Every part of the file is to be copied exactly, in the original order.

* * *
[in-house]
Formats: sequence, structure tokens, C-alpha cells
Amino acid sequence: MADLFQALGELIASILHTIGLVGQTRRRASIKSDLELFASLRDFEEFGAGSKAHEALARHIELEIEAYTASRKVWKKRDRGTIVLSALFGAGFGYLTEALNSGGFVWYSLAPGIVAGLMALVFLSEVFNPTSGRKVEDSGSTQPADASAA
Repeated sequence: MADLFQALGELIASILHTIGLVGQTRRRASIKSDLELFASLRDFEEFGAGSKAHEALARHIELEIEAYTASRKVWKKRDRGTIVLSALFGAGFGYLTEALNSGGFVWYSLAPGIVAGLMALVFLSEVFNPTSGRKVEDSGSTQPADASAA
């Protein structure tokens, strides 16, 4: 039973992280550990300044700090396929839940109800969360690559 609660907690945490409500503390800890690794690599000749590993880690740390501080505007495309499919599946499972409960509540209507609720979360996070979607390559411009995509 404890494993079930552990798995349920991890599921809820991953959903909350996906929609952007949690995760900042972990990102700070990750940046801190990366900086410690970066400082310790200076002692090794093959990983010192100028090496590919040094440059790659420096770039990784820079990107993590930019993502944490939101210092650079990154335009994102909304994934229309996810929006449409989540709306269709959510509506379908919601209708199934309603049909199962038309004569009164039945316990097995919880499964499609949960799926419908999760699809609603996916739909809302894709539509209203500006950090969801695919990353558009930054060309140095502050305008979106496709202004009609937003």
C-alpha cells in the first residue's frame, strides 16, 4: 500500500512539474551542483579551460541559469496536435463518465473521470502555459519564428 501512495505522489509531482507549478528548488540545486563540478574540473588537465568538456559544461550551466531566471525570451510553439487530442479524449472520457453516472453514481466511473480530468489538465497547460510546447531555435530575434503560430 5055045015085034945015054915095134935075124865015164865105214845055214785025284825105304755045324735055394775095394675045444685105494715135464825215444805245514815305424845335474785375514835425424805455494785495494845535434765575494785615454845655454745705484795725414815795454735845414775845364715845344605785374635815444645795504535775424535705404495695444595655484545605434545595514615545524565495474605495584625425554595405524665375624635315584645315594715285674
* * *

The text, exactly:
[in-house]
Formats: sequence, structure tokens, C-alpha cells
Amino acid sequence: MADLFQALGELIASILHTIGLVGQTRRRASIKSDLELFASLRDFEEFGAGSKAHEALARHIELEIEAYTASRKVWKKRDRGTIVLSALFGAGFGYLTEALNSGGFVWYSLAPGIVAGLMALVFLSEVFNPTSGRKVEDSGSTQPADASAA
Repeated sequence: MADLFQALGELIASILHTIGLVGQTRRRASIKSDLELFASLRDFEEFGAGSKAHEALARHIELEIEAYTASRKVWKKRDRGTIVLSALFGAGFGYLTEALNSGGFVWYSLAPGIVAGLMALVFLSEVFNPTSGRKVEDSGSTQPADASAA
């Protein structure tokens, strides 16, 4: 039973992280550990300044700090396929839940109800969360690559 609660907690945490409500503390800890690794690599000749590993880690740390501080505007495309499919599946499972409960509540209507609720979360996070979607390559411009995509 404890494993079930552990798995349920991890599921809820991953959903909350996906929609952007949690995760900042972990990102700070990750940046801190990366900086410690970066400082310790200076002692090794093959990983010192100028090496590919040094440059790659420096770039990784820079990107993590930019993502944490939101210092650079990154335009994102909304994934229309996810929006449409989540709306269709959510509506379908919601209708199934309603049909199962038309004569009164039945316990097995919880499964499609949960799926419908999760699809609603996916739909809302894709539509209203500006950090969801695919990353558009930054060309140095502050305008979106496709202004009609937003």
C-alpha cells in the first residue's frame, strides 16, 4: 500500500512539474551542483579551460541559469496536435463518465473521470502555459519564428 501512495505522489509531482507549478528548488540545486563540478574540473588537465568538456559544461550551466531566471525570451510553439487530442479524449472520457453516472453514481466511473480530468489538465497547460510546447531555435530575434503560430 5055045015085034945015054915095134935075124865015164865105214845055214785025284825105304755045324735055394775095394675045444685105494715135464825215444805245514815305424845335474785375514835425424805455494785495494845535434765575494785615454845655454745705484795725414815795454735845414775845364715845344605785374635815444645795504535775424535705404495695444595655484545605434545595514615545524565495474605495584625425554595405524665375624635315584645315594715285674